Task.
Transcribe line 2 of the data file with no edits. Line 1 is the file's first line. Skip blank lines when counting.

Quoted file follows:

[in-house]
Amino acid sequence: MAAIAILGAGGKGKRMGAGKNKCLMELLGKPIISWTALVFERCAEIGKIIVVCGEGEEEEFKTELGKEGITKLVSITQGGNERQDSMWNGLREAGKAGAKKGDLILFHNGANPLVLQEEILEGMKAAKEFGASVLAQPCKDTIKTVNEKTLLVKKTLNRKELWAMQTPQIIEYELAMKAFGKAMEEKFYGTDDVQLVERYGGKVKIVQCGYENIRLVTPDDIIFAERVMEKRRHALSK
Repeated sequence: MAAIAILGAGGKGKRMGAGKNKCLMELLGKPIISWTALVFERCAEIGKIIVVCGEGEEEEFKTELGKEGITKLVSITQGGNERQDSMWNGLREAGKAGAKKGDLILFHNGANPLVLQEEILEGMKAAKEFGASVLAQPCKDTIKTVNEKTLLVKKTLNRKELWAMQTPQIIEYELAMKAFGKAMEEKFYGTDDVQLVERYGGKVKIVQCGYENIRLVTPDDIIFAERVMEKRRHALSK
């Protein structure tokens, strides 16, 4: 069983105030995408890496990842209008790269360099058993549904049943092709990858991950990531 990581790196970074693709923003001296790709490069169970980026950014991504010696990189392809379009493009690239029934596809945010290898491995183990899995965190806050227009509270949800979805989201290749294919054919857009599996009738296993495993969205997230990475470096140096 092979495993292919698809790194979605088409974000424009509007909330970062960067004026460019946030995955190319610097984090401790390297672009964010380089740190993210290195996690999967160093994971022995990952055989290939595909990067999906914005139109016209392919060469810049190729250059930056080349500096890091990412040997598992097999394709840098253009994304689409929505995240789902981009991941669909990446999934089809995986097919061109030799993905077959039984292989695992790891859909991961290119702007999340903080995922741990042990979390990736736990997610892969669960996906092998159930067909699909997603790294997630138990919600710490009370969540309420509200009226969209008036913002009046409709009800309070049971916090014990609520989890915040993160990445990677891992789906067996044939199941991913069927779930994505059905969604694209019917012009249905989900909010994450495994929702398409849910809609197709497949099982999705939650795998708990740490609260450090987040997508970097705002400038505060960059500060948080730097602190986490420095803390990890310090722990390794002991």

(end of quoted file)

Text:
Amino acid sequence: MAAIAILGAGGKGKRMGAGKNKCLMELLGKPIISWTALVFERCAEIGKIIVVCGEGEEEEFKTELGKEGITKLVSITQGGNERQDSMWNGLREAGKAGAKKGDLILFHNGANPLVLQEEILEGMKAAKEFGASVLAQPCKDTIKTVNEKTLLVKKTLNRKELWAMQTPQIIEYELAMKAFGKAMEEKFYGTDDVQLVERYGGKVKIVQCGYENIRLVTPDDIIFAERVMEKRRHALSK